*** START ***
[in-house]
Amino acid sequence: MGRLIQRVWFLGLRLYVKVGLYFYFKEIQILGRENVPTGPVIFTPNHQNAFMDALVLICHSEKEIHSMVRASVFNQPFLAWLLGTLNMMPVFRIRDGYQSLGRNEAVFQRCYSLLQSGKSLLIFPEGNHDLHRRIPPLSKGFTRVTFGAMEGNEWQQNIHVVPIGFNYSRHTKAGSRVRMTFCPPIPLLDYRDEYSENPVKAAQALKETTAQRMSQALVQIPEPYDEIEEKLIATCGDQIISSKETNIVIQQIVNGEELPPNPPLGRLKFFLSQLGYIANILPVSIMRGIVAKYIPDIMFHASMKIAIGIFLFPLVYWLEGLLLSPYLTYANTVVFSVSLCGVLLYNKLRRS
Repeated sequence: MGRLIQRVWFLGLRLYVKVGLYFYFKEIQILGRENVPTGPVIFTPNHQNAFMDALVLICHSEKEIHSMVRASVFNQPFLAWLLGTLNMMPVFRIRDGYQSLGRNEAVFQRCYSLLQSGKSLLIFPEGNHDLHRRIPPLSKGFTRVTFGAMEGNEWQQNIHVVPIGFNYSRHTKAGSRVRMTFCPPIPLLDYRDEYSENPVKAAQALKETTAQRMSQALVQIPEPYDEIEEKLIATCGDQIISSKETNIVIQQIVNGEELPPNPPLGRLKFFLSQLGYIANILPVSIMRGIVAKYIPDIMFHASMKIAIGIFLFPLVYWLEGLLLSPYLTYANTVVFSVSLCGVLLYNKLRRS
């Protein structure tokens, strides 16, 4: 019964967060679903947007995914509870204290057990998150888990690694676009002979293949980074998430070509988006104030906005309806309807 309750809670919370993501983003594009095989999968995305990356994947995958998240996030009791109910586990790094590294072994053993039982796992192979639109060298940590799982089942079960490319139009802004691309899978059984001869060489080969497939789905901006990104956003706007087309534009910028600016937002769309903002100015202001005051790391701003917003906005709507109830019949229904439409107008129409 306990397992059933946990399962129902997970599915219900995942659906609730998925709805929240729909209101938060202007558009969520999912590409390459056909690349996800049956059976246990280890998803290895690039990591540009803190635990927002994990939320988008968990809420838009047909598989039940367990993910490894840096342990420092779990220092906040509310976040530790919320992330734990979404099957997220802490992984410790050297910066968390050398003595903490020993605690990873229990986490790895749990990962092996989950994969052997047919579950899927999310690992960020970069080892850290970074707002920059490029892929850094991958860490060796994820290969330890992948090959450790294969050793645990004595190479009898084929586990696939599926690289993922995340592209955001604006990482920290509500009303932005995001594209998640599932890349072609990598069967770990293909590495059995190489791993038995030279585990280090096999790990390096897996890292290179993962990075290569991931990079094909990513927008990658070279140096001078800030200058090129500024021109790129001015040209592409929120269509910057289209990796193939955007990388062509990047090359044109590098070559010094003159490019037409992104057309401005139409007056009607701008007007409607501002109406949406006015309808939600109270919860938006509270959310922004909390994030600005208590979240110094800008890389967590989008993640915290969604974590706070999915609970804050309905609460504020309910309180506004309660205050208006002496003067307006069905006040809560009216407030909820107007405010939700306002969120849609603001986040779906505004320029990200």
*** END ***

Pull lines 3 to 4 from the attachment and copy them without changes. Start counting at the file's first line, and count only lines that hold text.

Repeated sequence: MGRLIQRVWFLGLRLYVKVGLYFYFKEIQILGRENVPTGPVIFTPNHQNAFMDALVLICHSEKEIHSMVRASVFNQPFLAWLLGTLNMMPVFRIRDGYQSLGRNEAVFQRCYSLLQSGKSLLIFPEGNHDLHRRIPPLSKGFTRVTFGAMEGNEWQQNIHVVPIGFNYSRHTKAGSRVRMTFCPPIPLLDYRDEYSENPVKAAQALKETTAQRMSQALVQIPEPYDEIEEKLIATCGDQIISSKETNIVIQQIVNGEELPPNPPLGRLKFFLSQLGYIANILPVSIMRGIVAKYIPDIMFHASMKIAIGIFLFPLVYWLEGLLLSPYLTYANTVVFSVSLCGVLLYNKLRRS
């Protein structure tokens, strides 16, 4: 019964967060679903947007995914509870204290057990998150888990690694676009002979293949980074998430070509988006104030906005309806309807 309750809670919370993501983003594009095989999968995305990356994947995958998240996030009791109910586990790094590294072994053993039982796992192979639109060298940590799982089942079960490319139009802004691309899978059984001869060489080969497939789905901006990104956003706007087309534009910028600016937002769309903002100015202001005051790391701003917003906005709507109830019949229904439409107008129409 306990397992059933946990399962129902997970599915219900995942659906609730998925709805929240729909209101938060202007558009969520999912590409390459056909690349996800049956059976246990280890998803290895690039990591540009803190635990927002994990939320988008968990809420838009047909598989039940367990993910490894840096342990420092779990220092906040509310976040530790919320992330734990979404099957997220802490992984410790050297910066968390050398003595903490020993605690990873229990986490790895749990990962092996989950994969052997047919579950899927999310690992960020970069080892850290970074707002920059490029892929850094991958860490060796994820290969330890992948090959450790294969050793645990004595190479009898084929586990696939599926690289993922995340592209955001604006990482920290509500009303932005995001594209998640599932890349072609990598069967770990293909590495059995190489791993038995030279585990280090096999790990390096897996890292290179993962990075290569991931990079094909990513927008990658070279140096001078800030200058090129500024021109790129001015040209592409929120269509910057289209990796193939955007990388062509990047090359044109590098070559010094003159490019037409992104057309401005139409007056009607701008007007409607501002109406949406006015309808939600109270919860938006509270959310922004909390994030600005208590979240110094800008890389967590989008993640915290969604974590706070999915609970804050309905609460504020309910309180506004309660205050208006002496003067307006069905006040809560009216407030909820107007405010939700306002969120849609603001986040779906505004320029990200």